"Warning, in music-words
devout and large,
that we are each other’s
we are each other’s
we are each other’s
magnitude and bond."

Gwendolyn Brooks, 1971

Core Members

"The source of these problems of coordination and cooperation is not the nature of the individuals’ goals, or the instrumental character of rationality. Rather it is individualism about rationality, which holds the unit of activity exogenously fixed at the individual."
Hurley 2004

Eduardo Alonso

sample-image I am a Reader in Computing at the Artificial Intelligence Research Centre, where I study relationships between reinforcement learning and optimization techniques, associative learning, and evolutionary models of aposematism and foraging. I have a keen interest in exploring variational principles and symmetries in learning and behaviour.

More generally, I am interested in applications of AI technology to real-life problems, such as solutions for energy, health, and biochemistry, and in the ethical and legal impact of deep learning, and in investigating whether AI algorithms can produce creative art.

I have published dozens of papers in journals like Neural Computation, Neural Networks, IEEE TNN&LS, and have contributed to The Cambridge Handbook of Artificial Intelligence and several Springer's LNAI and LNCS volumes. My work has been spotlighted by the IEEE Computational Intelligence Society as one of the most important contributions in the area in 2013, and was awarded the First Prize of the European Institute of Innovation and Technology ICT 2014.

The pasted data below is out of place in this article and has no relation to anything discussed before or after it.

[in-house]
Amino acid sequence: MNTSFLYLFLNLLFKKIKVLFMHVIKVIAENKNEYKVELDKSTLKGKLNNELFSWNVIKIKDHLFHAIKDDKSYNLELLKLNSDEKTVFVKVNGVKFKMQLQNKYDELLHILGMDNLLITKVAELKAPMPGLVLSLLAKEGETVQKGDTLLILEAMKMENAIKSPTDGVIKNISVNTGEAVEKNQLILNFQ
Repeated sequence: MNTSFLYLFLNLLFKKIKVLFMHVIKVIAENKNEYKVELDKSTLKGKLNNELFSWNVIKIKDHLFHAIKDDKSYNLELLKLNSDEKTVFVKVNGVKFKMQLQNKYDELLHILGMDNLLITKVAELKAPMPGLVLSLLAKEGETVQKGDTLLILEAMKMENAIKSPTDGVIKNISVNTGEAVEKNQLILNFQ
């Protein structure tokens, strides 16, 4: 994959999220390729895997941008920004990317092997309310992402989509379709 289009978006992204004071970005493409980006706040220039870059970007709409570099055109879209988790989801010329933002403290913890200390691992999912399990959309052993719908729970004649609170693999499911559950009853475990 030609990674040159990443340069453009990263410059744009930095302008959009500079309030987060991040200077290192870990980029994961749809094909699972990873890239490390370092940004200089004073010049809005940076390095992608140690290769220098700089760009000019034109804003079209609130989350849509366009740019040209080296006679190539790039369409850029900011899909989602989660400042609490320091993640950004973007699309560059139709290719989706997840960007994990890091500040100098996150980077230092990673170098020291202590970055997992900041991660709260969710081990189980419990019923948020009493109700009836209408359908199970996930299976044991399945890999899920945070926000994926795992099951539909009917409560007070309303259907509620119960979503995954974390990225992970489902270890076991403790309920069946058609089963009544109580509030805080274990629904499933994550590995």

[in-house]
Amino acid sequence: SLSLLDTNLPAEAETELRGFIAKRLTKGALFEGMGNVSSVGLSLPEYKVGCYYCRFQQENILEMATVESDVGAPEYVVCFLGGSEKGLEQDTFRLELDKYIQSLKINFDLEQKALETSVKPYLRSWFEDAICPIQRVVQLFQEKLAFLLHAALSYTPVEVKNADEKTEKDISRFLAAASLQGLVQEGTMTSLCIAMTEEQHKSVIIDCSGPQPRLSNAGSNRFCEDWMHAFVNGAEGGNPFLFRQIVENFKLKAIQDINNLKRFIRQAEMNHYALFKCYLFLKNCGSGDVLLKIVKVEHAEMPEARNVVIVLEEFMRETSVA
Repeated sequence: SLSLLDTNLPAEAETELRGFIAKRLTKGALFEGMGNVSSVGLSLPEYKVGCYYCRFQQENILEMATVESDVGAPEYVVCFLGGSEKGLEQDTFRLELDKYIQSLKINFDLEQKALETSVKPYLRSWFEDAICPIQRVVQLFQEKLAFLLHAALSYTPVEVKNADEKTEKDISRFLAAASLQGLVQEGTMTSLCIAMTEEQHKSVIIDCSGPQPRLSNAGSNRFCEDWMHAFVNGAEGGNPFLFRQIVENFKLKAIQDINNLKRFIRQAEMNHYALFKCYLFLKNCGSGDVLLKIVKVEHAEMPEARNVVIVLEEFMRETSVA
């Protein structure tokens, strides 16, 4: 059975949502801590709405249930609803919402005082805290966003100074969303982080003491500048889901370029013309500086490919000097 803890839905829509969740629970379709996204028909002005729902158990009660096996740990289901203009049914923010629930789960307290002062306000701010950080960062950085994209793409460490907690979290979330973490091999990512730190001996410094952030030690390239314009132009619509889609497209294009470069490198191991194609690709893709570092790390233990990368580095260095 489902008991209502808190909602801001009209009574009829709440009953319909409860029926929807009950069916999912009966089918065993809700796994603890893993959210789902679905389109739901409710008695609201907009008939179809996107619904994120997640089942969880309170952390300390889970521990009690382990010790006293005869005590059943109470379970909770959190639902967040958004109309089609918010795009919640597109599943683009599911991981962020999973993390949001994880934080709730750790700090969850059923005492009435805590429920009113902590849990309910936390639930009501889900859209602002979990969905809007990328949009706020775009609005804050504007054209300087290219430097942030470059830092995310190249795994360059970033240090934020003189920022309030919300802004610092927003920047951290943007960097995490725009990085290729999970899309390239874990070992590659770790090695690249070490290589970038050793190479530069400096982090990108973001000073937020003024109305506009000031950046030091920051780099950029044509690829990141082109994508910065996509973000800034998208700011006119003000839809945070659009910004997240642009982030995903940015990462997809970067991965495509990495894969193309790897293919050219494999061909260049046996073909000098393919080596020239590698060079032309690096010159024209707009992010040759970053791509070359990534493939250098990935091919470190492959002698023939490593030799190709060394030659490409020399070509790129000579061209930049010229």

I have acted as vice-chair of The Society for the Study of Artificial Intelligence and the Simulation of Behaviour (AISB), the eldest learned Artificial Intelligence society, and am a member of the EPSRC College.

Esther Mondragón

sample-image I am a lecturer at the Artificial Intelligence Research Centre and a computational cognitive neuroscientist working in nature-inspired AI. My main research focusses on modelling associative learning (AL), and in the conceptual and formal modifications in learning theory that would allow incorporating phenomena that at face value are not susceptible to associative analysis. I have developed several computational learning models such as the Double error Dynamic Asymptote (DDA) model, a fully-connected architecture for Pavlovian conditioning with a dynamic asymptote, which determines the direction of learning, and the Rescorla-Wagner Drift-Diffusion Model (RWDDM) that combines a noisy linear accumulator and the Rescorla-Wagner learning rule.

My current research centres on integrating deep learning architectures and associative learning to explore the possible contribution of associative processes to the formation of representational hierarchies, as a first necessary step towards scaling up to higher-order cognition. AL is core to bottom-up approaches to natural intelligence and thus keystone to the development of AI algorithms and architectures meant to simulate human-like behaviour.

I have published in presetigious journals such as Psychological Review, Trends in Cognitive Science, PloS Computational Biology, and Science.

I am a senior member of The Society for the Study of Artificial Intelligence and the Simulation of Behaviour (AISB)

Laure Daviaud

sample-image I am a lecturer at City, University of London and member of CitAI. Prior to this, I had the luck to work with amazing researchers: I did my PhD at the University Paris VII under the supervision of Thomas Colcombet and Jean-Eric Pin, and spent a few years as a post-doctoral research fellow in Aix-Marseille University (with Pierre-Alain Reynier and Jean-Marc Talbot), ENS Lyon (with Colin Riba), University of Warsaw (with Mikolaj Bojanczyk) and the University of Warwick (with Marcin Jurdzinski and Ranko Lazic).

I am studying mathematical abstractions for verification problems, such as automata, games and logic formalisms. This way, I try to understand the limitations of computational models, how powerful they are, how fast …